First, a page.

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JavaScript libraries such as jQuery, combine 'getters' and 'setters' in the programming interface for example:

 $('element').css({'color','blue'});

will set the color or

 $('element').css();

will get the css for an element.

Is there a name for such a pattern and is it a good practice to use in applications?

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5 Answers 5

up vote 11 down vote accepted

Martin Fowler recently named it Overloaded getter and setter in this article:

I've been poking around in Javascript recently and one thing that's struck me is the habit of using the same function name for a getter and a setter. So if you want to find out the height of your banner in jQuery you would use $("#banner").height() and if you want to change the height you would use $("#banner").height(100).

This convention is familiar to me, as it was used by Smalltalk. You might get a value with banner height and change it with banner height: 100. Knowing it was a smalltalk convention is enough to expect me to like it, since I have an distant but abiding love for that language. But even the best things have flaws, and I can't hide my dislike for this coding style...

Despite this preference, you do have to follow the conventions of the language you're dealing with. If I were writing Smalltalk again I'd still use height:100 in order retain consistency with the conventions of the language. Javascript, however, isn't noted for having strong conventions, so here I'd prefer to avoid this convention, even if it is used by jQuery...

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While I typically agree with most of what Fowler says, I disagree with his dislike for this. His reasoning is that JavaScript doesn't have strong conventions like Smalltalk, which makes it usable there. However, jQuery does have strong conventions, and JavaScript is not jQuery. jQuery is a framework. –  CaffGeek Sep 21 '11 at 21:14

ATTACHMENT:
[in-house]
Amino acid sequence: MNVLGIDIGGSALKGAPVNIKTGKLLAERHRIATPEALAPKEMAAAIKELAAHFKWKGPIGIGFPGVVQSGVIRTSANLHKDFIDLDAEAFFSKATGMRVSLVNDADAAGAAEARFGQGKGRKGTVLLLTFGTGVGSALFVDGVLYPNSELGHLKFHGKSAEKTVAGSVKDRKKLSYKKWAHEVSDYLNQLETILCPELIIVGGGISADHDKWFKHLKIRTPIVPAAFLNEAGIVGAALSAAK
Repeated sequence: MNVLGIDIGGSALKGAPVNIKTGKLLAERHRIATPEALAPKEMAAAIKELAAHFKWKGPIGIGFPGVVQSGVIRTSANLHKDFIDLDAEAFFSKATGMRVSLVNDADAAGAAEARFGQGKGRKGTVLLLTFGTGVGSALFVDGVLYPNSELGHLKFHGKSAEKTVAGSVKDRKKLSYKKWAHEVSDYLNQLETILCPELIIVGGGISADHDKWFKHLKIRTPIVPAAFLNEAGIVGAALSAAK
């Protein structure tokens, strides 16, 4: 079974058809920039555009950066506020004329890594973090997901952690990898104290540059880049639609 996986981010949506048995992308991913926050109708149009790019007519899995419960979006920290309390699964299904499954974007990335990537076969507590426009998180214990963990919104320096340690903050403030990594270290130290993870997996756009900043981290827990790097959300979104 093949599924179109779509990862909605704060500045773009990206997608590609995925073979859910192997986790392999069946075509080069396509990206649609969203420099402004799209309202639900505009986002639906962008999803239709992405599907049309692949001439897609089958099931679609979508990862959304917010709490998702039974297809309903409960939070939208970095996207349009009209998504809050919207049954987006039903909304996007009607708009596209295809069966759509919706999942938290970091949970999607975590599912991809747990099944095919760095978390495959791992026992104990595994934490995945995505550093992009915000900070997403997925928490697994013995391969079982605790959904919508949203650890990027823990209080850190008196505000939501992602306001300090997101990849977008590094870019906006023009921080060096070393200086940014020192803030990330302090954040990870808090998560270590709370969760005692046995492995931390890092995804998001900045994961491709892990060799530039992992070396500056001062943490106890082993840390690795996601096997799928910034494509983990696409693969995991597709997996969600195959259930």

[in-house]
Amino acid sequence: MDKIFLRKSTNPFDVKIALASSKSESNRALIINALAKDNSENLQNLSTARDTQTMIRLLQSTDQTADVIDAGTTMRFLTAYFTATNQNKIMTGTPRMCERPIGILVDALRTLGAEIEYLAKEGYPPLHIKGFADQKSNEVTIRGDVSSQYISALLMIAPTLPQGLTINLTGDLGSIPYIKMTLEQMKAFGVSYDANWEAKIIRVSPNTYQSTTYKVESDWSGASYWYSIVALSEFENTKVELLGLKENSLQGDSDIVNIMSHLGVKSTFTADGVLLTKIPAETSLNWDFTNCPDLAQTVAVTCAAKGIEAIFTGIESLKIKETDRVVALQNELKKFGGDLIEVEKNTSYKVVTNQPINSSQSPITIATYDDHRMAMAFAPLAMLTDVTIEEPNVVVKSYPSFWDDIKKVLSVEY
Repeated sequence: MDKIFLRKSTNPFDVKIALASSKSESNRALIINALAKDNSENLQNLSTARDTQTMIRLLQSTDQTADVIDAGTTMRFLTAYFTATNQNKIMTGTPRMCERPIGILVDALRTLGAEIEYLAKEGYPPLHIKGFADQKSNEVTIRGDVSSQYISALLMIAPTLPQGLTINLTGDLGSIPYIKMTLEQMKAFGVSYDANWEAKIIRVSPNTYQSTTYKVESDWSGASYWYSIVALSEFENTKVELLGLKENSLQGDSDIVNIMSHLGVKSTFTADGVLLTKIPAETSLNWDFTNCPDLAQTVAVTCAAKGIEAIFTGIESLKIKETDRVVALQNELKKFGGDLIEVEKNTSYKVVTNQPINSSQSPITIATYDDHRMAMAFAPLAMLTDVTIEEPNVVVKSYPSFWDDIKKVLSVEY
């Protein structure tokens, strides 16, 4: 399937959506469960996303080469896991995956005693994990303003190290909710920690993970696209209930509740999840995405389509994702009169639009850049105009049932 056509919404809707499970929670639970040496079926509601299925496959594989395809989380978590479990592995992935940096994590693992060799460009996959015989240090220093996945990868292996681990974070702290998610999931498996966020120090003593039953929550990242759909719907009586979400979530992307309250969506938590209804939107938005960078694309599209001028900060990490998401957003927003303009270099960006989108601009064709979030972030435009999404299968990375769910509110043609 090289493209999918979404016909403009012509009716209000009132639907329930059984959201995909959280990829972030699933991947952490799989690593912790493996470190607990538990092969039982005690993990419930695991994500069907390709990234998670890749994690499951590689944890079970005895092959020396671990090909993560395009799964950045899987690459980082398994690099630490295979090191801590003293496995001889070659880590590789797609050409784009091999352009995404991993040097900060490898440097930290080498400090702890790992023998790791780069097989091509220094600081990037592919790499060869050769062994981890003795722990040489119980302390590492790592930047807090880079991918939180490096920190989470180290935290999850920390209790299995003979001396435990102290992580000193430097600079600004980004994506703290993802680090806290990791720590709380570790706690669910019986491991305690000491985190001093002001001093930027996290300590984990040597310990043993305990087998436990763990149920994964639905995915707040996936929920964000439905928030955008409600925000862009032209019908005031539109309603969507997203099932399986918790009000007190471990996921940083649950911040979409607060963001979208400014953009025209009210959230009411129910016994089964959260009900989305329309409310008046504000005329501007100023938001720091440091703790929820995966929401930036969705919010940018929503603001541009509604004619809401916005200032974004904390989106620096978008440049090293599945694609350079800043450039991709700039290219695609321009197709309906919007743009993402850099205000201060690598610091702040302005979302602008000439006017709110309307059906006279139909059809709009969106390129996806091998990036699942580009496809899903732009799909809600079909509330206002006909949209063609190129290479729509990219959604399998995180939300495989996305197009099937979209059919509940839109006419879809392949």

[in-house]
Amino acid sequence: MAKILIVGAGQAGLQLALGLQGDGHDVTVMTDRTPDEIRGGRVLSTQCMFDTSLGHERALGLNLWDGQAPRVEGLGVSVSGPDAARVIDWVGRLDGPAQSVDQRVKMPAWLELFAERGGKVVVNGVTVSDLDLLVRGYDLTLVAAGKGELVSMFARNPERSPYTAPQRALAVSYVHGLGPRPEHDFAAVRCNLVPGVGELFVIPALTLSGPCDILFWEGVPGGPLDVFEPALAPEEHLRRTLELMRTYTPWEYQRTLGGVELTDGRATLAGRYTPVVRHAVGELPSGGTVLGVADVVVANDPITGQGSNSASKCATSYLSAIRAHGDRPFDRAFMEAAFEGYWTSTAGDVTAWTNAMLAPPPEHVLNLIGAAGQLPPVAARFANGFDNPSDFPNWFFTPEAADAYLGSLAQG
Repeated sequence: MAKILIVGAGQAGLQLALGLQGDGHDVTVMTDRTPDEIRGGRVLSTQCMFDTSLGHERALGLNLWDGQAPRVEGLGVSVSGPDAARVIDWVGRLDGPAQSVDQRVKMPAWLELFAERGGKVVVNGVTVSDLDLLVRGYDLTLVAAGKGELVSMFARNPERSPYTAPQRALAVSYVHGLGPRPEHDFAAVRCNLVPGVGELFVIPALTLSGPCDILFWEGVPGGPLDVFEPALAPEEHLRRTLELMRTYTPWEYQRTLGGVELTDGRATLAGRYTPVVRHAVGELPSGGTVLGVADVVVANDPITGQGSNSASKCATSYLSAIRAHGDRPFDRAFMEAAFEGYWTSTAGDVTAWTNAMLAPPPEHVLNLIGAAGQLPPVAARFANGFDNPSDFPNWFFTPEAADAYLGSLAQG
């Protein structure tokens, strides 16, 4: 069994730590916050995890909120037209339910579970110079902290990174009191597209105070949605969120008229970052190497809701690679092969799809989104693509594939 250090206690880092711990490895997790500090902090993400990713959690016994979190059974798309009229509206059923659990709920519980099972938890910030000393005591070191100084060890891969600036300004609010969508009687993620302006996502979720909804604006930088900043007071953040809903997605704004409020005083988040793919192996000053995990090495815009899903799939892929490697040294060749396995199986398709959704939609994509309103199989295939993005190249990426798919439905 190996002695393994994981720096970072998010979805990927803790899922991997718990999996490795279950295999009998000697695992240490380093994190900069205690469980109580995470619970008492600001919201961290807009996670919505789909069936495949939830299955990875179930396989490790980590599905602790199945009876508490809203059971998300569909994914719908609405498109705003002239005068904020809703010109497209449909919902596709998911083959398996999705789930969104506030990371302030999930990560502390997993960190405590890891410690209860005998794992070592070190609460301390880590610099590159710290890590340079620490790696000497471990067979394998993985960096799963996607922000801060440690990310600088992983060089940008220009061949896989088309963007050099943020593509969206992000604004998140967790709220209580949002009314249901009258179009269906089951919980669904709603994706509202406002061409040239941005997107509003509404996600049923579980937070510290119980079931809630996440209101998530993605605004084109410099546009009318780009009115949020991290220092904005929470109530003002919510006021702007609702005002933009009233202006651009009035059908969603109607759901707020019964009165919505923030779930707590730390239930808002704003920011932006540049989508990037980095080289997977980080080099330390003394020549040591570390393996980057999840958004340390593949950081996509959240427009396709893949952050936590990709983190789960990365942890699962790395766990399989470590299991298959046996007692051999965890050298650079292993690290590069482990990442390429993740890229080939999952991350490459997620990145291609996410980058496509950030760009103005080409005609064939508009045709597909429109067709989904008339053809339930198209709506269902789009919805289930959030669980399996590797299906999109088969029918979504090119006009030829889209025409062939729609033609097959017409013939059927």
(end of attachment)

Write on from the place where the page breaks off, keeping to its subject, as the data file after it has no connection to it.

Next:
@Chad, I have to disagree with your reading of that. His argument is that it lacks explicitness and consistency. He says he's use it in Smalltalk because consistency with other trumps his concerns. He's not arguing that Smalltalk's conventions somehow mitigate or eliminate the problem. –  Winston Ewert Sep 21 '11 at 22:36

It's called "method overloading" in OO languages or "function overloading" in non-OO languages.

Whether or not it's good practice is a topic of almost as much debate as getters/setters vs. public members. Those on the pro and con sides probably cut their teeth on languages that had this feature or didn't and are set in their ways. I use it and like the practice for a number of reasons:

  • The context in which it's used pretty well separates one from the other.
  • Prepending get or set to the method name adds verbosity.
  • If there are multiple getters (e.g., one for int and one for double), changing the type in the LHS of an assignment (int x = foo.bar() vs. double x = foo.bar()) doesn't require a code change (barAsInteger() vs. barAsDouble()) to the right side if the class provides both. The down side to this is that sometime it can be difficult to know exactly which method is being called just by looking at the code.
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It's also called "function overloading" in C++. –  DeadMG Sep 21 '11 at 21:50
    
Both terms apply to C++ because it has both methods and bare-naked functions. –  Blrfl Sep 22 '11 at 10:57